Do not get upset because someone is speaking the truth. Well bred dogs are, AS A GROUP, less prone to behavioral and health problems than are rescue dogs. Does that mean you’re going to get a sick or dangerous rescue dog? Of course not. Don’t be silly (or difficult). Does that mean that every well bred dog is going to be perfectly tempered, well behaved and healthy? Nope. Doesn’t guarantee that either.

      But if you snag 10 completely random rescue dogs and 10 completely random dogs from quality breeders and I absolutely guarantee you that the well-bred dogs will be superior as a group. By a long shot.

  5. Thank you so much for this article. I work full time and was agonizing about how I could care for a puppy at the same time. Really appreciate the tips!

  6. Thank you for writing this post. I really want a puppy and have been thinking about it for awhile. I saw one I liked just the other day and was ready to go in all guns blazing and buy him but as you said I thought, wait! Hold on. I need to get a puppy at a time I’m not at work 3 days a week! Thank you for your tips, really helpful! I’m currently trying to research as much as possible about what I need to be able to do and be prepared to do. So far I’ve considered toilet training, crate training, having someone come twice a day at first then once a day, daily schedule, socialisation and getting the pup out and about safely, teaching bite inhibition and praising good behaviours and it seems mostly ignoring bad behaviours. If there are any specific things I’m missing it would be great to hear your suggestions.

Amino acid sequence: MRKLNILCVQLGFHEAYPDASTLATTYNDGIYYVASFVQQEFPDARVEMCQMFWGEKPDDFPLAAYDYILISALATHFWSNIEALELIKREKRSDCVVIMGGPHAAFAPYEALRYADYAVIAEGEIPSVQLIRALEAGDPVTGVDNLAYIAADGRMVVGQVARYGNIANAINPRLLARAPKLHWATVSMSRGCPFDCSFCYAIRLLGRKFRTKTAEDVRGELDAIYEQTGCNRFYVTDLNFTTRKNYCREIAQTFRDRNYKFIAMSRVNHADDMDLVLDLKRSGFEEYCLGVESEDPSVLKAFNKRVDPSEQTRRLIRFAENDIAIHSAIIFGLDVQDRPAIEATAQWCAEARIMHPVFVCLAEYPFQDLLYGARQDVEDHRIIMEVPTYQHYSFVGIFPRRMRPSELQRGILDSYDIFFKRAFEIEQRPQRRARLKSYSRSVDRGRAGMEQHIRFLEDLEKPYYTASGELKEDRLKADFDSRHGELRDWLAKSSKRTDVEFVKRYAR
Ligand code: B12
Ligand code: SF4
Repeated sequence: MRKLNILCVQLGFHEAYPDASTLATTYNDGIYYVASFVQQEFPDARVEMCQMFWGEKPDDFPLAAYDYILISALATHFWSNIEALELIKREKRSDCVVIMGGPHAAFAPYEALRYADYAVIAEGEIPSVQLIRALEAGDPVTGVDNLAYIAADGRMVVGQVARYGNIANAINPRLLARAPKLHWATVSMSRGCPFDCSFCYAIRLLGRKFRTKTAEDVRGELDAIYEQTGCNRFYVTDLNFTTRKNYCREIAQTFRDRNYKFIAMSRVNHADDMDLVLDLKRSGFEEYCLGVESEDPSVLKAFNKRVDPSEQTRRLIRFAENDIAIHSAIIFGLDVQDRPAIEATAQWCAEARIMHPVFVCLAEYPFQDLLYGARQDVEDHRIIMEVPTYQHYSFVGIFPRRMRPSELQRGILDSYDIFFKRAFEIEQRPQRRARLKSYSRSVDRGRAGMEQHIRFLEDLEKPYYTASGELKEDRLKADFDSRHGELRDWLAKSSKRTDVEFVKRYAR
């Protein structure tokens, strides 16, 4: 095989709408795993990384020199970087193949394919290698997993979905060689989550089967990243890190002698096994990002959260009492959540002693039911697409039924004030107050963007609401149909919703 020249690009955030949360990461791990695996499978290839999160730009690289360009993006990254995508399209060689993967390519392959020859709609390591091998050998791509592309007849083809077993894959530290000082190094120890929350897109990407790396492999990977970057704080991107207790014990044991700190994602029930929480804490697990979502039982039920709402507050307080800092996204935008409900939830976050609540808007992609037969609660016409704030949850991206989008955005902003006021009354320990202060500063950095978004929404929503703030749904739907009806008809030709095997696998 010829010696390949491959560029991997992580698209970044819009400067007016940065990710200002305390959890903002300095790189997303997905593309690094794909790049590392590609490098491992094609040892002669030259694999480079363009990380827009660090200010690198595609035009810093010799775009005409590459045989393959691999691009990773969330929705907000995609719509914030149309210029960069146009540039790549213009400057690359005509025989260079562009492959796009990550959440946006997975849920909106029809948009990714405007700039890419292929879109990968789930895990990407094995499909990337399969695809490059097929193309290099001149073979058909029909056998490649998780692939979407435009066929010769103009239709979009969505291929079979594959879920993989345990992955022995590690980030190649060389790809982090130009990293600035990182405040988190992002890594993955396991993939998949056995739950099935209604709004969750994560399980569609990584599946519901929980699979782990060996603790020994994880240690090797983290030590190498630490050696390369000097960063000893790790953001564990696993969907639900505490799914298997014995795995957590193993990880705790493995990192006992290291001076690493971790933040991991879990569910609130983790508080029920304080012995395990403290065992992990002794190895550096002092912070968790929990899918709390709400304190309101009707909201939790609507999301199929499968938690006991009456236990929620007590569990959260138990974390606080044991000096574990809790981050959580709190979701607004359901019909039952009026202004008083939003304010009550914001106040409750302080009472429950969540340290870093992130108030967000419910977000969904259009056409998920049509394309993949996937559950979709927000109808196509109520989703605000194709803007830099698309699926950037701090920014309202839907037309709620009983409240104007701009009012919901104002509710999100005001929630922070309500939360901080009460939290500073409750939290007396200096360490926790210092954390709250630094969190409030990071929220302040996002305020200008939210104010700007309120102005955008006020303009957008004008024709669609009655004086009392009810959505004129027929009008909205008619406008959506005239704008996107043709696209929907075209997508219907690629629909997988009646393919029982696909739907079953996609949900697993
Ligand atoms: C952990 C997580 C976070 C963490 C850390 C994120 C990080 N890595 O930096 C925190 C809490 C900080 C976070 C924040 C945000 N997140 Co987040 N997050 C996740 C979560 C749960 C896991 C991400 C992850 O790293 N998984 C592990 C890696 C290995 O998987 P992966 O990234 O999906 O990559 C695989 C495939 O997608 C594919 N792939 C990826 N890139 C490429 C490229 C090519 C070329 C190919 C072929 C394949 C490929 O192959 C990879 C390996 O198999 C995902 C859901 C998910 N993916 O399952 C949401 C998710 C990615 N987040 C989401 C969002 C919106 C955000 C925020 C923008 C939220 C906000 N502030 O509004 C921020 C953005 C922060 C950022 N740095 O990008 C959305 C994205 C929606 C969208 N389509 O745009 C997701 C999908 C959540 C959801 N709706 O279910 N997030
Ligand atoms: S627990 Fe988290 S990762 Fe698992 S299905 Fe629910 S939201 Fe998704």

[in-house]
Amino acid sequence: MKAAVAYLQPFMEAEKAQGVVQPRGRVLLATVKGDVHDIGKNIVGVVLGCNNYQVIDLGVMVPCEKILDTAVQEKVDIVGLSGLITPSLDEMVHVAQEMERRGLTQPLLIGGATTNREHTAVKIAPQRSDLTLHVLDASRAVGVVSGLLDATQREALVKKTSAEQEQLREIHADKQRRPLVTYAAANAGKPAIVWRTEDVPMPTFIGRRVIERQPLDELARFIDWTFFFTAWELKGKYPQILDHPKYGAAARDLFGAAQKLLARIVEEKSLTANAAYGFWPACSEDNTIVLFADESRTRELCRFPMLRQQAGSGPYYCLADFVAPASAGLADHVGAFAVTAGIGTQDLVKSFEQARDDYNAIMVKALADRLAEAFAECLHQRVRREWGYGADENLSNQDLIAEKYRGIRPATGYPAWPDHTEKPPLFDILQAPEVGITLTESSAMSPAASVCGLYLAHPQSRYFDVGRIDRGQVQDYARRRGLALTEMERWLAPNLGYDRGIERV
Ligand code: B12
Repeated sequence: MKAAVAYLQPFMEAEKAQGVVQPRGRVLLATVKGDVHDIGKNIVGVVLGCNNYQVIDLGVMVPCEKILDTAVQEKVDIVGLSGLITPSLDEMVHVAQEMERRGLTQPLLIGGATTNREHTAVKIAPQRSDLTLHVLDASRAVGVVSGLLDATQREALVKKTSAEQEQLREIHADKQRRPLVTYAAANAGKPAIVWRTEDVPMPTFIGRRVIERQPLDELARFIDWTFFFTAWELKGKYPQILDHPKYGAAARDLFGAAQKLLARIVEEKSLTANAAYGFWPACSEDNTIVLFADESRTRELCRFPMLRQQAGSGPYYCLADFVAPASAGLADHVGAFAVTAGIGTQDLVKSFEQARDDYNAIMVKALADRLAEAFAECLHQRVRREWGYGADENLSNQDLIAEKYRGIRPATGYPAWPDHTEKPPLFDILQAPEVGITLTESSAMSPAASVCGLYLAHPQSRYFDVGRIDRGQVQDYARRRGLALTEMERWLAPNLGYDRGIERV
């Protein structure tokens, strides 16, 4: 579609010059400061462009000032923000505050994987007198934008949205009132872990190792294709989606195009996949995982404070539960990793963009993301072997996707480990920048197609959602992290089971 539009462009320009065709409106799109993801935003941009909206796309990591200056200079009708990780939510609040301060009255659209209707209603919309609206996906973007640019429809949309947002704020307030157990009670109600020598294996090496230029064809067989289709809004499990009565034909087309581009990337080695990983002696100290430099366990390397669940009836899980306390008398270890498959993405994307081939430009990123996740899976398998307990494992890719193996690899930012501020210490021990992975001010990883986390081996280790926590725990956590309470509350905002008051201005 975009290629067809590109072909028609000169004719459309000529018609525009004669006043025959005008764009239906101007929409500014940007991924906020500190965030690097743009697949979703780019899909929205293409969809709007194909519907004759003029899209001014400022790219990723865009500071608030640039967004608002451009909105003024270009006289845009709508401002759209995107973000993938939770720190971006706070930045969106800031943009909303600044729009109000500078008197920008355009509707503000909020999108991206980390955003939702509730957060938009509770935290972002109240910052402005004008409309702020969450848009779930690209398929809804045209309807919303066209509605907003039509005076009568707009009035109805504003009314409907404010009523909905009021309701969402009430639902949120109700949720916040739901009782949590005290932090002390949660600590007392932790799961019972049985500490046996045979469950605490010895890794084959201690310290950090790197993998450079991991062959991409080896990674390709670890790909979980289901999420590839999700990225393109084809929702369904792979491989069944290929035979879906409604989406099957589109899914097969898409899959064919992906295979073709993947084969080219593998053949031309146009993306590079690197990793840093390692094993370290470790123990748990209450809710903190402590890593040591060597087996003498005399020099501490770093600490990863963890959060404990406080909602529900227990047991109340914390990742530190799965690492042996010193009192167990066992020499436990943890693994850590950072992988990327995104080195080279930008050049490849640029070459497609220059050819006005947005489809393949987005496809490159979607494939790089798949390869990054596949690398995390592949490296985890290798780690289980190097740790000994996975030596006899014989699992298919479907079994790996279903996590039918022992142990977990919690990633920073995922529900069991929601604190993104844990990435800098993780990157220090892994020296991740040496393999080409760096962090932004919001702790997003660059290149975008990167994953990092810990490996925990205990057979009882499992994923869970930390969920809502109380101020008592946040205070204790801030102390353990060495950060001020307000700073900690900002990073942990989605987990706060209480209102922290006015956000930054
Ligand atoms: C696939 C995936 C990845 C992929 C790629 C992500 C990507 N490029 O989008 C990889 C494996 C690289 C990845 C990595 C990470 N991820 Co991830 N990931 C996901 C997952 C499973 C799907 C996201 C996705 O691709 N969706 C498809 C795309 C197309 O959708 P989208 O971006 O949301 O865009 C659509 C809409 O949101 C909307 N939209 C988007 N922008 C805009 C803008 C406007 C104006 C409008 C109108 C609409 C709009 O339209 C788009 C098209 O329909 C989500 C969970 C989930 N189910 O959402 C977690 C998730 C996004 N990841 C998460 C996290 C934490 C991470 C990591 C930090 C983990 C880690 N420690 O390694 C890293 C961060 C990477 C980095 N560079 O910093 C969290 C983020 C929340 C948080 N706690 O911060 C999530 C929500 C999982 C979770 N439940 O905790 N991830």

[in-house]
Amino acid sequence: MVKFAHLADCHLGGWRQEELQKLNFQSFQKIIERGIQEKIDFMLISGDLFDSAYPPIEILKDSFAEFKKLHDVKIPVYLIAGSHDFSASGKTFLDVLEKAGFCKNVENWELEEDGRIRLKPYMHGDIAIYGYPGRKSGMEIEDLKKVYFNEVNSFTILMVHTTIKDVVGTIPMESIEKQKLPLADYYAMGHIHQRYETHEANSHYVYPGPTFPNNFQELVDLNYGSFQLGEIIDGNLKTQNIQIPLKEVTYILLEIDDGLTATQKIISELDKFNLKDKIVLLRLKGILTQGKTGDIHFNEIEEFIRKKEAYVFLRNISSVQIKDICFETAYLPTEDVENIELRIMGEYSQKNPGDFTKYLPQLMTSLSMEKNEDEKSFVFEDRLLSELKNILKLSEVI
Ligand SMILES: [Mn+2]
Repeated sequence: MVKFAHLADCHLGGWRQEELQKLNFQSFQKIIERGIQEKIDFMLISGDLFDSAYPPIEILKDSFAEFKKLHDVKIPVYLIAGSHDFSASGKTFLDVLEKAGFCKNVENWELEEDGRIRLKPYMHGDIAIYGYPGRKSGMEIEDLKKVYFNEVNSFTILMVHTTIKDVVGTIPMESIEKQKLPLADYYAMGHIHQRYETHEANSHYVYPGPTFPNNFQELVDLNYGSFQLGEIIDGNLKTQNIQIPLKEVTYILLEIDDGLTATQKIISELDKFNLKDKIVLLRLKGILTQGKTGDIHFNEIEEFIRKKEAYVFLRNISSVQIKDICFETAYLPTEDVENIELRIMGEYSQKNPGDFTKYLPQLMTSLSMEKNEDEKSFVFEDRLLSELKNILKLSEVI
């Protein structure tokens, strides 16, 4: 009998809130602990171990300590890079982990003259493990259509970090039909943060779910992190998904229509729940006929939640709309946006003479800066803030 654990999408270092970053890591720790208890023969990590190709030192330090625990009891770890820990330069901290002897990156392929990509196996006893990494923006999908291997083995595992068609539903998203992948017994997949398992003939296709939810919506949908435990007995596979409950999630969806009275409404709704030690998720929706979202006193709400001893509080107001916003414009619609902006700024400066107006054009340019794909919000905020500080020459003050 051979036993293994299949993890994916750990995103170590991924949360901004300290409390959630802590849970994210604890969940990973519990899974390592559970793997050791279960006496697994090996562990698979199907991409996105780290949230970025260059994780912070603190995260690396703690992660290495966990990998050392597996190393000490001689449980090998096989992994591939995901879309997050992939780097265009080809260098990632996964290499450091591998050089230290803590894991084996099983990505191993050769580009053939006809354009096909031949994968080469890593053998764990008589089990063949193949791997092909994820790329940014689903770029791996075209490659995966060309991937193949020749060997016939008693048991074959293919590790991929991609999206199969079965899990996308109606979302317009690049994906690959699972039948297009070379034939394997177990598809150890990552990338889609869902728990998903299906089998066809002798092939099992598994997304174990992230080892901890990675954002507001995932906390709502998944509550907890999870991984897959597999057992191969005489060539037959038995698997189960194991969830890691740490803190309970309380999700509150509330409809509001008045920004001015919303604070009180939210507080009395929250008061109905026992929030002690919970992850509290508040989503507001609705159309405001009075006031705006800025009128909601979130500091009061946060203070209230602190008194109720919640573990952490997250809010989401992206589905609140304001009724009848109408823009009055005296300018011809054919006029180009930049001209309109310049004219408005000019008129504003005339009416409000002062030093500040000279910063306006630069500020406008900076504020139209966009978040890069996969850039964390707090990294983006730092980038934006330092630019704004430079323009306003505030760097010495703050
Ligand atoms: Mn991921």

Thanks once again for a great Informative post!

    • So have you made the decision to buy a puppy? If you have I would love to hear how it is going!!
      You sound like you are so very ready to get going and you sound like your puppy-to-be (or current pup) is going to be more than well cared for.
      I recommend carefully considering where you get your puppy and avoiding pet stores and consider foods. Hit up Dog Food Advisor (website) to get great food info.

      Let me know how it is going!

  7. This is so refreshing – I have been researching cockapoo breeders, initially in Los Angeles where I live, then all of California, then surrounding statues, and then the entire country – I can honestly say that you appear to be the most knowledgeable and dedicated one that I have come across so far.

    Many breeders, especially in the LA area, specifically say upfront on their websites that they will not consider releasing a puppy to anyone who works full time. It almost made me want to cry – how can someone expect a 28 year old (which is more than old enough to have a dog) be in a position to stop working, especially in one of the most expensive cities in the country. I truly appreciate this realistic, no bullshit point of view. Cheers!